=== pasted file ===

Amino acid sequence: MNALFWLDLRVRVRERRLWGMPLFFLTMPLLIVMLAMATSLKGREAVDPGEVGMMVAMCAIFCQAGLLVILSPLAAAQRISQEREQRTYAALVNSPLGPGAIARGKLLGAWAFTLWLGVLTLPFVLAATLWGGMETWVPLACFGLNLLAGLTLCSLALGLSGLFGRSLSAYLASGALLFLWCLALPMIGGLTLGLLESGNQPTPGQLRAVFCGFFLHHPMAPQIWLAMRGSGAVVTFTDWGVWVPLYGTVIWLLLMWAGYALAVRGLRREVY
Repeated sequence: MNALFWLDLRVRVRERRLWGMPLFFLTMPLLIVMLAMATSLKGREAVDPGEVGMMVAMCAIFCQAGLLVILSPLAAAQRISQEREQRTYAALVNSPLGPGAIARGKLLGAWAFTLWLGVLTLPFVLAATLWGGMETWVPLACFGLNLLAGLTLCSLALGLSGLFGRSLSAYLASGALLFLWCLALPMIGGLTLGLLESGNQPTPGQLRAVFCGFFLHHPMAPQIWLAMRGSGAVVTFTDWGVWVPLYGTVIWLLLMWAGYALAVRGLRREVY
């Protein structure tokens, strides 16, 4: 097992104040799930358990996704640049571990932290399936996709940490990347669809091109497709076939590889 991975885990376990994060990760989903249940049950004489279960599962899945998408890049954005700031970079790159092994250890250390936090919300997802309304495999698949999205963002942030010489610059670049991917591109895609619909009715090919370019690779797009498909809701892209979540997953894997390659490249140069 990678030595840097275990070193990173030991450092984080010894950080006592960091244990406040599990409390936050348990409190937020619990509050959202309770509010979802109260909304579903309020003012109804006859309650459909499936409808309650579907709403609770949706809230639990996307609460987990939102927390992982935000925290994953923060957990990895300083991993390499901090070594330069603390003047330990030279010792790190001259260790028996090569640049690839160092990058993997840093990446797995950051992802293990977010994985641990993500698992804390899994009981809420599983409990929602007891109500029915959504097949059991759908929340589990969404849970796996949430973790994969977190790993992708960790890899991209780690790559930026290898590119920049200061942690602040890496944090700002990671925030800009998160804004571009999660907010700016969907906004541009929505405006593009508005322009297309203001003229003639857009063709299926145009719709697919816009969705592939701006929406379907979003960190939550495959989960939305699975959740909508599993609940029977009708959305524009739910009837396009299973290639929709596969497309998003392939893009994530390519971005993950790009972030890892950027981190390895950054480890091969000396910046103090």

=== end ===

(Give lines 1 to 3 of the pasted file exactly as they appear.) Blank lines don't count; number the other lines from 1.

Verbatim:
Amino acid sequence: MNALFWLDLRVRVRERRLWGMPLFFLTMPLLIVMLAMATSLKGREAVDPGEVGMMVAMCAIFCQAGLLVILSPLAAAQRISQEREQRTYAALVNSPLGPGAIARGKLLGAWAFTLWLGVLTLPFVLAATLWGGMETWVPLACFGLNLLAGLTLCSLALGLSGLFGRSLSAYLASGALLFLWCLALPMIGGLTLGLLESGNQPTPGQLRAVFCGFFLHHPMAPQIWLAMRGSGAVVTFTDWGVWVPLYGTVIWLLLMWAGYALAVRGLRREVY
Repeated sequence: MNALFWLDLRVRVRERRLWGMPLFFLTMPLLIVMLAMATSLKGREAVDPGEVGMMVAMCAIFCQAGLLVILSPLAAAQRISQEREQRTYAALVNSPLGPGAIARGKLLGAWAFTLWLGVLTLPFVLAATLWGGMETWVPLACFGLNLLAGLTLCSLALGLSGLFGRSLSAYLASGALLFLWCLALPMIGGLTLGLLESGNQPTPGQLRAVFCGFFLHHPMAPQIWLAMRGSGAVVTFTDWGVWVPLYGTVIWLLLMWAGYALAVRGLRREVY
């Protein structure tokens, strides 16, 4: 097992104040799930358990996704640049571990932290399936996709940490990347669809091109497709076939590889 991975885990376990994060990760989903249940049950004489279960599962899945998408890049954005700031970079790159092994250890250390936090919300997802309304495999698949999205963002942030010489610059670049991917591109895609619909009715090919370019690779797009498909809701892209979540997953894997390659490249140069 990678030595840097275990070193990173030991450092984080010894950080006592960091244990406040599990409390936050348990409190937020619990509050959202309770509010979802109260909304579903309020003012109804006859309650459909499936409808309650579907709403609770949706809230639990996307609460987990939102927390992982935000925290994953923060957990990895300083991993390499901090070594330069603390003047330990030279010792790190001259260790028996090569640049690839160092990058993997840093990446797995950051992802293990977010994985641990993500698992804390899994009981809420599983409990929602007891109500029915959504097949059991759908929340589990969404849970796996949430973790994969977190790993992708960790890899991209780690790559930026290898590119920049200061942690602040890496944090700002990671925030800009998160804004571009999660907010700016969907906004541009929505405006593009508005322009297309203001003229003639857009063709299926145009719709697919816009969705592939701006929406379907979003960190939550495959989960939305699975959740909508599993609940029977009708959305524009739910009837396009299973290639929709596969497309998003392939893009994530390519971005993950790009972030890892950027981190390895950054480890091969000396910046103090």